A tragic tale of two teens
February 21 2013 01:08 AM
Scenes from the play. PICTURE: Shemeer Rasheed
Scenes from the play. PICTURE: Shemeer Rasheed

By Fran Gillespie/Doha

“The two hours’ traffic of our stage” adapted to accommodate a school day, The Globe Education’s touring production of Shakespeare’s Romeo and Juliet premiered on Tuesday evening, with the first of four performances at Katara Cultural Village.
The smouldering wreck of a car centre stage precedes the opening of the play, an indication of the violence to come. This is a wow, hit-you-in-the-face production, guaranteed to make even the most reluctant young student of Shakespeare sit up wide-eyed and open-mouthed. The timeless themes are as familiar to audiences now as they were in the playwright’s time – adolescent, adrenaline-fuelled displays of temperament, parental disapproval, rivalry and irrational hatred. The gang knife- fights are a disturbing reminder of the violence on city streets in the UK today, when hardly a week goes by without some teenager being stabbed to death.
The classic film West Side Story took the Montague/Capulet blood feud onto the streets of downtown New York in the ‘50s, and this production begins in the same vein with a gang of street-wise cool kids erupting noisily onto the stage, swaggering and posturing, showing off their cycling tricks and fooling around. A brilliant, deceptively simple set designed by Hannah Clark allows for plenty of athletic clambering around on several levels, including leaping on and off the stage, scuttling up and down ladders and scrambling to and from the lofty balcony of the Capulet town house.  
Will Featherstone is a youthful Romeo, on cloud nine at one moment and in the depths of tearful despair the next, impulsively throwing over his former love Rosaline without a backward glance as soon as he sees Juliet at a ball at her parents’ house,  expecting everyone to rally round and help him in the typical self-centred way of teenagers.
Jade Anouka, who lists her ‘playing age’ as 24 but doesn’t look a day over the 14 that is Juliet’s age in the play, knows just what it’s like to try and get kids involved with Shakespeare – she says that at school she found the bard “just boring, I didn’t really get it.”  She puts everything she’s got into her portrayal of a young girl totally moonstruck by the passionate adoration of a handsome boy, willing to fall in with his plans for them to elope and marry, and even agreeing, in her desperation when their plans are thwarted, to go along with Friar Lawrence’s dangerous suggestion that she drugs herself to simulate death.
Juliet’s garrulous nurse, with her adoration of her ‘lamb’ and her endless anecdotes and reminiscences, is all that one expects from this marvellously comic character, although her screeching voice sometimes makes her words inaudible. A memorable performance was by Mercutio – a full cast list was not provided by The Globe, even online, so I can’t name the actors – played as a garrulous, loud-mouthed bullyboy rather than as the tormented, deceptively sparkling firework of a character in other productions. Inevitably a fast-paced abbreviated production like this misses out on the subtle pauses and innuendoes of Shakespeare’s script – as when Romeo interrupts Mercutio’s Queen Mab speech with “Thou talk’st of nothing” and Mercutio, after a pause, replies, “True, I talk of dreams.” This was lost to pace, as was the heart-rending moment when Juliet imagines waking in her living tomb surrounded by the dead, including the festering body of her lately murdered cousin Tybalt.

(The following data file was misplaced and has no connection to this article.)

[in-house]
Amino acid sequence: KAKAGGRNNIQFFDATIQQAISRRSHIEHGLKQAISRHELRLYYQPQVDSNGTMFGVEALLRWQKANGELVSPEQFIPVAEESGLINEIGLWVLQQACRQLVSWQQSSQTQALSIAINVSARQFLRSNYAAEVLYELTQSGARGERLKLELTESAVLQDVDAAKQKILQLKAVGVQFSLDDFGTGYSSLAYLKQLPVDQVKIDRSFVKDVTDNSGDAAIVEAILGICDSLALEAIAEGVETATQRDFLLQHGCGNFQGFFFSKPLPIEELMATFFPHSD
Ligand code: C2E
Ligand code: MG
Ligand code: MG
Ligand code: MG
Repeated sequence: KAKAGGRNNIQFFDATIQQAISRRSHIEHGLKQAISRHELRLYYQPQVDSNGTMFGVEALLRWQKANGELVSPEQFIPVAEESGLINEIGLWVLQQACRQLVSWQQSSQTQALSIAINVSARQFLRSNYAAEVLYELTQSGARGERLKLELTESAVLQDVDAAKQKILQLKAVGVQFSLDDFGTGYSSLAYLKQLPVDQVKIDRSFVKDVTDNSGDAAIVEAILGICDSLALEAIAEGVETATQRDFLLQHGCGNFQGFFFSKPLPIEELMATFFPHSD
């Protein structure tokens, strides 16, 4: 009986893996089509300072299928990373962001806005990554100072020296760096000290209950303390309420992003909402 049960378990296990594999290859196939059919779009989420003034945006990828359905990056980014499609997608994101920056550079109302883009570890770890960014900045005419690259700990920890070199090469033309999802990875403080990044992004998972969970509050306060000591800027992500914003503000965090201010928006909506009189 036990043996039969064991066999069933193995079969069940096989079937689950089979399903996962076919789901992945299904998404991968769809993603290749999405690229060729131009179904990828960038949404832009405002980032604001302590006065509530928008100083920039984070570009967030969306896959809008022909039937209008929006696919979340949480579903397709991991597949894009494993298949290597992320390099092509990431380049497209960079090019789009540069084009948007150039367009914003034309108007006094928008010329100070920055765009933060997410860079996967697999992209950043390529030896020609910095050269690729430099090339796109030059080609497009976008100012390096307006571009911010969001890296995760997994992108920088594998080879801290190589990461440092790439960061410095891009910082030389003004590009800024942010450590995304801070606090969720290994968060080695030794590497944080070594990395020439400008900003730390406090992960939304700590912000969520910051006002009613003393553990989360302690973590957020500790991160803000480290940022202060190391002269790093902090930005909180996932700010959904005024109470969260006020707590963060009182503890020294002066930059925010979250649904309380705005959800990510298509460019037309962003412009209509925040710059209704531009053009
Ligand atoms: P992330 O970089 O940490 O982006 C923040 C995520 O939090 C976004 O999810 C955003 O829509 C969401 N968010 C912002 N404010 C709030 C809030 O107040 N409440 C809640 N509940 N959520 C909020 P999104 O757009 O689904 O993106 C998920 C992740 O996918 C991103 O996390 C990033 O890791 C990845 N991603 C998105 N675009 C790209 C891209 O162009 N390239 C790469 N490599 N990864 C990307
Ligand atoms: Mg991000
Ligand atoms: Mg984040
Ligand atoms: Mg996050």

Juliet’s mother Lady Capulet is played as a rather cool, unemotional character, not  involved with her daughter’s preoccupations and too insensitive to see what is happening right under her nose. The terrifiying, irrational and violent  rage of Juliet’s father when she demurs over his plans to quickly marry her off, somehow doesn’t quite come across. Interestingly, he is portrayed as a vulgar, nouveau-riche, self-made man rather than as the aristocratic head of a household.
This is a tale of two teenagers heading towards inevitable disaster, with the adults who could have prevented it failing them on all sides. In the final scenes the car wreck becomes first Juliet’s bed, then her tomb, and the tragedy of her and Romeo’s  deaths, after Friar Lawrence’s best-laid plans go horribly awry, is movingly portrayed.
A real star of this show is the choreographer, Georgina Lamb. Her terrifyingly realistic fight scenes, where characters repeatedly pile into each other at violent speed, must have taken many weeks of rehearsal by the cast, as must the fast-paced dancing and the other scenes requiring the characters to rush on and off stage. The production cannot fail to involve its young audience, and as an introduction to a Shakespeare tragedy it is an outstanding success.

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